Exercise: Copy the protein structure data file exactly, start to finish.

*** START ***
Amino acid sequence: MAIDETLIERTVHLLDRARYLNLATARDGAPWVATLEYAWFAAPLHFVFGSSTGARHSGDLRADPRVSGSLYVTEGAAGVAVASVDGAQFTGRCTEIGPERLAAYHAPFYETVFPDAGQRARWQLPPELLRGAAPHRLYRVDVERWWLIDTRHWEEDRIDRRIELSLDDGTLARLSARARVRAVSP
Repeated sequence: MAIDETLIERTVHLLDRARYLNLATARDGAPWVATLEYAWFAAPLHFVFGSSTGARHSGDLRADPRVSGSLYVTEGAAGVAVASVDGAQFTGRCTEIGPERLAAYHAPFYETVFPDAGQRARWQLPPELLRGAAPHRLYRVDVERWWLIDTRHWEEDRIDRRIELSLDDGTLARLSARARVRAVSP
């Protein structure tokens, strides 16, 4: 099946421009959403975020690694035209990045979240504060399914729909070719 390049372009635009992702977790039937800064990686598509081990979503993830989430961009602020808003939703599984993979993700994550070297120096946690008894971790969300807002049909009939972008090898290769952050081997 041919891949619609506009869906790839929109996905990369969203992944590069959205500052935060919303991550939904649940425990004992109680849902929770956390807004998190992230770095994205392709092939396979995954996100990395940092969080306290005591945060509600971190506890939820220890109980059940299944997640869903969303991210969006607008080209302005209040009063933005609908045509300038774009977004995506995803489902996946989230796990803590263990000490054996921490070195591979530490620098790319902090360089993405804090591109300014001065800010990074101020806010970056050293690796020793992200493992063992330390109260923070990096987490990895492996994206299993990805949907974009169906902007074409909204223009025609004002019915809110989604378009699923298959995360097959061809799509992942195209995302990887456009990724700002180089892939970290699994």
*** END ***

Amino acid sequence: MAIDETLIERTVHLLDRARYLNLATARDGAPWVATLEYAWFAAPLHFVFGSSTGARHSGDLRADPRVSGSLYVTEGAAGVAVASVDGAQFTGRCTEIGPERLAAYHAPFYETVFPDAGQRARWQLPPELLRGAAPHRLYRVDVERWWLIDTRHWEEDRIDRRIELSLDDGTLARLSARARVRAVSP
Repeated sequence: MAIDETLIERTVHLLDRARYLNLATARDGAPWVATLEYAWFAAPLHFVFGSSTGARHSGDLRADPRVSGSLYVTEGAAGVAVASVDGAQFTGRCTEIGPERLAAYHAPFYETVFPDAGQRARWQLPPELLRGAAPHRLYRVDVERWWLIDTRHWEEDRIDRRIELSLDDGTLARLSARARVRAVSP
């Protein structure tokens, strides 16, 4: 099946421009959403975020690694035209990045979240504060399914729909070719 390049372009635009992702977790039937800064990686598509081990979503993830989430961009602020808003939703599984993979993700994550070297120096946690008894971790969300807002049909009939972008090898290769952050081997 041919891949619609506009869906790839929109996905990369969203992944590069959205500052935060919303991550939904649940425990004992109680849902929770956390807004998190992230770095994205392709092939396979995954996100990395940092969080306290005591945060509600971190506890939820220890109980059940299944997640869903969303991210969006607008080209302005209040009063933005609908045509300038774009977004995506995803489902996946989230796990803590263990000490054996921490070195591979530490620098790319902090360089993405804090591109300014001065800010990074101020806010970056050293690796020793992200493992063992330390109260923070990096987490990895492996994206299993990805949907974009169906902007074409909204223009025609004002019915809110989604378009699923298959995360097959061809799509992942195209995302990887456009990724700002180089892939970290699994």